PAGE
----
How to get new apps for your Linux netbook

Beginner's guide to finding and installing Linux programs

Pirut AbiWord

Word has reached our ears that some people have been buying Linux-powered netbooks, then taking them back to the shop because they can't install Windows software on them. Folly!

Not only are these people denying themselves an opportunity to use a fast, stable, virus-free operating system, they're also losing out on all the software that you can download and install for free, which if you bought an equivalent application for use on Windows would cost money that could be better spent on other things – beer, for example, or the electricity bill.

You'll find that the default software on offer in the Acer Aspire One is more than adequate for most tasks, but sometimes you want more functionality than the default application offers. Or maybe the type of software you're looking for is simply not there in the menus, or perhaps you'd just prefer to have an application you're already familiar with, rather than forcing yourself to learn the apps that Acer has chosen for you. Either way, here's how to get all the applications you could ever need, and many many more.

Install Gimp on your Linux netbook

Because of its small size and the speed with which it boots up and shuts down, the Aspire One makes an ideal mobile platform for photographers, who can use it to edit and store images without carting a full-size around with them. At least, they would if it came with any photo-editing software.

We're going to remedy this by installing Gimp, the foremost image editor for Linux. Right-click on the desktop and go to System > Add/ Remove Software. You'll be asked for your password before you're allowed to go further, then the Pirut package manager will load.

Click on the Search tab and enter "Gimp", then scroll down to the bottom of the results list, where you'll find the Gimp package. Check the box to the left of this, them click on Apply. The package manager will check to see whether there are any other packages that your system needs in order to run Gimp (these are known as dependencies) and will notify you if it finds any.

Click on Continue and Pirut will magically grab the software from the internet and install the software. Well done – you've just installed the Linux equivalent of Adobe Photoshop for precisely £0.

Perhaps even more impressive, if you right-click on the desktop and go to the Graphics menu you'll see that Pirut has even added a menu entry for your new software.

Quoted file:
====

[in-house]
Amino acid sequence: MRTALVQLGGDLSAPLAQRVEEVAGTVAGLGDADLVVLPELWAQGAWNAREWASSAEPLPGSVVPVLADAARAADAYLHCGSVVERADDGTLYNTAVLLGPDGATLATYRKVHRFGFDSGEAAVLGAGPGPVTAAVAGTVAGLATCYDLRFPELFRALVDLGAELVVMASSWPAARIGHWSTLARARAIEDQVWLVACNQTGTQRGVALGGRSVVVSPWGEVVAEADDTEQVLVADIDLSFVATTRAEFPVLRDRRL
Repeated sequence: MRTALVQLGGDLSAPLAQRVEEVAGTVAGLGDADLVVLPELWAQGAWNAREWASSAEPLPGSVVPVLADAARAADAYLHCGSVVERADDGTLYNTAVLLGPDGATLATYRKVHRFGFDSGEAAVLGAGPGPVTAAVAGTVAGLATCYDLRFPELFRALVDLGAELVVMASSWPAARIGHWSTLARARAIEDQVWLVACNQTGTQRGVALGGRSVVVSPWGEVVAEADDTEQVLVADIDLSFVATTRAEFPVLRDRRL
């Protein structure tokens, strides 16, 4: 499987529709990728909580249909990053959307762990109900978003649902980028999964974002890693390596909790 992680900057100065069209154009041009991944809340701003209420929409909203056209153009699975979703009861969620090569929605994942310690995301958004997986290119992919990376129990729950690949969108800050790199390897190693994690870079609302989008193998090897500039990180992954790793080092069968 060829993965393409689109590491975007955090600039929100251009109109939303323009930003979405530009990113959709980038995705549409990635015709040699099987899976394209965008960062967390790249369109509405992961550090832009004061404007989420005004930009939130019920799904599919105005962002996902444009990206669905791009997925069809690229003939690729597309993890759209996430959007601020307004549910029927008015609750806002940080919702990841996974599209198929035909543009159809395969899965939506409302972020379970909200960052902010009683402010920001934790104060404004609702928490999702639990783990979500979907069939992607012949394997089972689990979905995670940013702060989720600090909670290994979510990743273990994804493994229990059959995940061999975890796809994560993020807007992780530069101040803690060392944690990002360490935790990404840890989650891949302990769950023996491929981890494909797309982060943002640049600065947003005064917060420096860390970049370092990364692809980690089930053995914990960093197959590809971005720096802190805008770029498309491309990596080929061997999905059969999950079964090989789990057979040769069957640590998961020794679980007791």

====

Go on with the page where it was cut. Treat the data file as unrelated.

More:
A faster word processor

So much for getting hold of things you didn't have: what about alternatives for the software that's already installed? If you've been using your netbook for any length of time you'll no doubt have come across

It's a full office suite including a spreadsheet, word processor and more, and it currently offers the closest equivalent to Microsoft Office on the Linux platform. Unfortunately, it's also massively bloated, chewing up precious system resources.

Now that you know how to install software with Pirut, you can use exactly the same procedure for AbiWord; just enter 'AbiWord' in the search field instead of 'Gimp'.

Hack AbiWord to save .doc files by default

AbiWord saves documents by default with a .abw file extension, which unfortunately won't open on MS Windows. We can change this every time we want to save something that we need to share with another machine, but it's sod's law that if you're in a rush or working on something particularly important you'll forget to change it and end up with a file that you can't open on a Windows machine.

To remove this risk we're going to change this for good. The Aspire One keeps a lot of its tweakability hidden from view, and this is the case here. There is no graphical menu entry of configuration panel for changing the default saving format in AbiWord, so we'll have to go into the command line.

Open a terminal from the right-click menu and enter ls -a to show the contents of your home directory (remember that the -a part of this command is short for 'all', so you'll see hidden system directories).

Enter cd .AbiSuite (this is case-sensitive) to open this folder, and you'll see that this folder contains a single file called AbiWord.Profile. Log in as root (this time by entering su followed by your root password) and enter mousepad AbiWord.Profile to open the file in a text editor.

You'll see a warning near the top of the file telling you not to edit the file by hand. Ignore this: it's not meant for the likes of us. That said, you should make a copy of the config file before you change anything in here, and be very careful while you're working.

The data in this file is arranged into schemes; you should scroll down to the second scheme, which has "_builtin_" as its first value (it's much smaller than the first scheme, so you may miss it at first). At the end of this scheme (but before the /<), add this line: DefaultSaveFormat=".doc"

As you might have guessed, you can change the .doc part of this to .rtf, .txt or any of AbiWord's file formats. Good work: your machine is now faster, better and stronger.


First published in Linux Format Issue 117

Like this article? Then check out Hack your Aspire One Linux netbook interface

Sign up for the free weekly TechRadar newsletter
Get tech news delivered straight to your inbox. Register for the free TechRadar newsletter and stay on top of the week's biggest stories and product releases. Sign up at

Follow TechRadar on Twitter